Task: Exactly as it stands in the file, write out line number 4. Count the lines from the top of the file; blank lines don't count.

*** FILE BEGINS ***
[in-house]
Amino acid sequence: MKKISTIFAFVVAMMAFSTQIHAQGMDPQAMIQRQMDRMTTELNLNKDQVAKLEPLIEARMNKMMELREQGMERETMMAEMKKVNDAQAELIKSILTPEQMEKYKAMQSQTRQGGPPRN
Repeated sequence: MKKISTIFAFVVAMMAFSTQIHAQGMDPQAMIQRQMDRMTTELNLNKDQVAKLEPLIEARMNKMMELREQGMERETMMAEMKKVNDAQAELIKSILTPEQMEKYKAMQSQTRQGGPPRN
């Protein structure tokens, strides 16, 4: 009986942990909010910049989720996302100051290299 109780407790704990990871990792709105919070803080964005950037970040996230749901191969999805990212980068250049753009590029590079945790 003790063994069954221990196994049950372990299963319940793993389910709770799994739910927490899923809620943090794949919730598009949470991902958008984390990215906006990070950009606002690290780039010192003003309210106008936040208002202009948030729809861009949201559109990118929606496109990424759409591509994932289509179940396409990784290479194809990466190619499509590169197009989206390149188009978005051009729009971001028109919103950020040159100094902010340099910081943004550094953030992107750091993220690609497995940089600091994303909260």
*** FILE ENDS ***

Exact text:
């Protein structure tokens, strides 16, 4: 009986942990909010910049989720996302100051290299 109780407790704990990871990792709105919070803080964005950037970040996230749901191969999805990212980068250049753009590029590079945790 003790063994069954221990196994049950372990299963319940793993389910709770799994739910927490899923809620943090794949919730598009949470991902958008984390990215906006990070950009606002690290780039010192003003309210106008936040208002202009948030729809861009949201559109990118929606496109990424759409591509994932289509179940396409990784290479194809990466190619499509590169197009989206390149188009978005051009729009971001028109919103950020040159100094902010340099910081943004550094953030992107750091993220690609497995940089600091994303909260």